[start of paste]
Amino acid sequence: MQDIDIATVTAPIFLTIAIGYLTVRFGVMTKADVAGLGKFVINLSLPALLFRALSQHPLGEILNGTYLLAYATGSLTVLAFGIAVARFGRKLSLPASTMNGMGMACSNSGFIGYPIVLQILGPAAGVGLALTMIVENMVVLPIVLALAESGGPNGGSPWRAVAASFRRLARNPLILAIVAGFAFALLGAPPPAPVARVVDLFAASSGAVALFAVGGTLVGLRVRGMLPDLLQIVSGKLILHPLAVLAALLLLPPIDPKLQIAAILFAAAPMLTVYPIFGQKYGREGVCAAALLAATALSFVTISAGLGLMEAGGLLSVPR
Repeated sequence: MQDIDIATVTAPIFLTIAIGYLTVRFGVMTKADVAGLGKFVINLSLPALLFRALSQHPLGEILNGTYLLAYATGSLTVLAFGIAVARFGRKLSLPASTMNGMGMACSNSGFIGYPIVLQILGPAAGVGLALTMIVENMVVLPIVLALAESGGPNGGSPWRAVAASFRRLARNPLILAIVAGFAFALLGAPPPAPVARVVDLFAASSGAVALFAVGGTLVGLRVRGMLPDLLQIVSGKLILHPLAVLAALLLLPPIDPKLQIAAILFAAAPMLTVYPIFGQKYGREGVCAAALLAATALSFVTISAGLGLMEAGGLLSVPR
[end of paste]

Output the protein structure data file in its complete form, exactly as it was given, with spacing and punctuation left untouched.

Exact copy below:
Amino acid sequence: MQDIDIATVTAPIFLTIAIGYLTVRFGVMTKADVAGLGKFVINLSLPALLFRALSQHPLGEILNGTYLLAYATGSLTVLAFGIAVARFGRKLSLPASTMNGMGMACSNSGFIGYPIVLQILGPAAGVGLALTMIVENMVVLPIVLALAESGGPNGGSPWRAVAASFRRLARNPLILAIVAGFAFALLGAPPPAPVARVVDLFAASSGAVALFAVGGTLVGLRVRGMLPDLLQIVSGKLILHPLAVLAALLLLPPIDPKLQIAAILFAAAPMLTVYPIFGQKYGREGVCAAALLAATALSFVTISAGLGLMEAGGLLSVPR
Repeated sequence: MQDIDIATVTAPIFLTIAIGYLTVRFGVMTKADVAGLGKFVINLSLPALLFRALSQHPLGEILNGTYLLAYATGSLTVLAFGIAVARFGRKLSLPASTMNGMGMACSNSGFIGYPIVLQILGPAAGVGLALTMIVENMVVLPIVLALAESGGPNGGSPWRAVAASFRRLARNPLILAIVAGFAFALLGAPPPAPVARVVDLFAASSGAVALFAVGGTLVGLRVRGMLPDLLQIVSGKLILHPLAVLAALLLLPPIDPKLQIAAILFAAAPMLTVYPIFGQKYGREGVCAAALLAATALSFVTISAGLGLMEAGGLLSVPR